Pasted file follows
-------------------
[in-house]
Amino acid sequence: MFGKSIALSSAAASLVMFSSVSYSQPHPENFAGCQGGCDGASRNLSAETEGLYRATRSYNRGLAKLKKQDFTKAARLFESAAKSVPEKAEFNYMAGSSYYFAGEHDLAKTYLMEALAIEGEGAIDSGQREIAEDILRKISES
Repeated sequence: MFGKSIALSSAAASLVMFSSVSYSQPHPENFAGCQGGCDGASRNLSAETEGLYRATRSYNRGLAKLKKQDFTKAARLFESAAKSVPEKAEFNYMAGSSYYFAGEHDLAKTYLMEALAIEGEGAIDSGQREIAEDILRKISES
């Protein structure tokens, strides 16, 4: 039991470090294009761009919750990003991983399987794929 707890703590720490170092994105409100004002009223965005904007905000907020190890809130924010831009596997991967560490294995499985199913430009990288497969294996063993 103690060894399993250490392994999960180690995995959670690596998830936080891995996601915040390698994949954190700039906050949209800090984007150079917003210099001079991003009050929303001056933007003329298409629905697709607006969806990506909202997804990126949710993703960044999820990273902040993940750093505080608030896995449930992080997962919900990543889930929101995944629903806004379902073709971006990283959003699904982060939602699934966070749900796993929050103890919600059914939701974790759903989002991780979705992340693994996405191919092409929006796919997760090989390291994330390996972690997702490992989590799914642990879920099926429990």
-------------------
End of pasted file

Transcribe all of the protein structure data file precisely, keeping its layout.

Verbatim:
[in-house]
Amino acid sequence: MFGKSIALSSAAASLVMFSSVSYSQPHPENFAGCQGGCDGASRNLSAETEGLYRATRSYNRGLAKLKKQDFTKAARLFESAAKSVPEKAEFNYMAGSSYYFAGEHDLAKTYLMEALAIEGEGAIDSGQREIAEDILRKISES
Repeated sequence: MFGKSIALSSAAASLVMFSSVSYSQPHPENFAGCQGGCDGASRNLSAETEGLYRATRSYNRGLAKLKKQDFTKAARLFESAAKSVPEKAEFNYMAGSSYYFAGEHDLAKTYLMEALAIEGEGAIDSGQREIAEDILRKISES
């Protein structure tokens, strides 16, 4: 039991470090294009761009919750990003991983399987794929 707890703590720490170092994105409100004002009223965005904007905000907020190890809130924010831009596997991967560490294995499985199913430009990288497969294996063993 103690060894399993250490392994999960180690995995959670690596998830936080891995996601915040390698994949954190700039906050949209800090984007150079917003210099001079991003009050929303001056933007003329298409629905697709607006969806990506909202997804990126949710993703960044999820990273902040993940750093505080608030896995449930992080997962919900990543889930929101995944629903806004379902073709971006990283959003699904982060939602699934966070749900796993929050103890919600059914939701974790759903989002991780979705992340693994996405191919092409929006796919997760090989390291994330390996972690997702490992989590799914642990879920099926429990």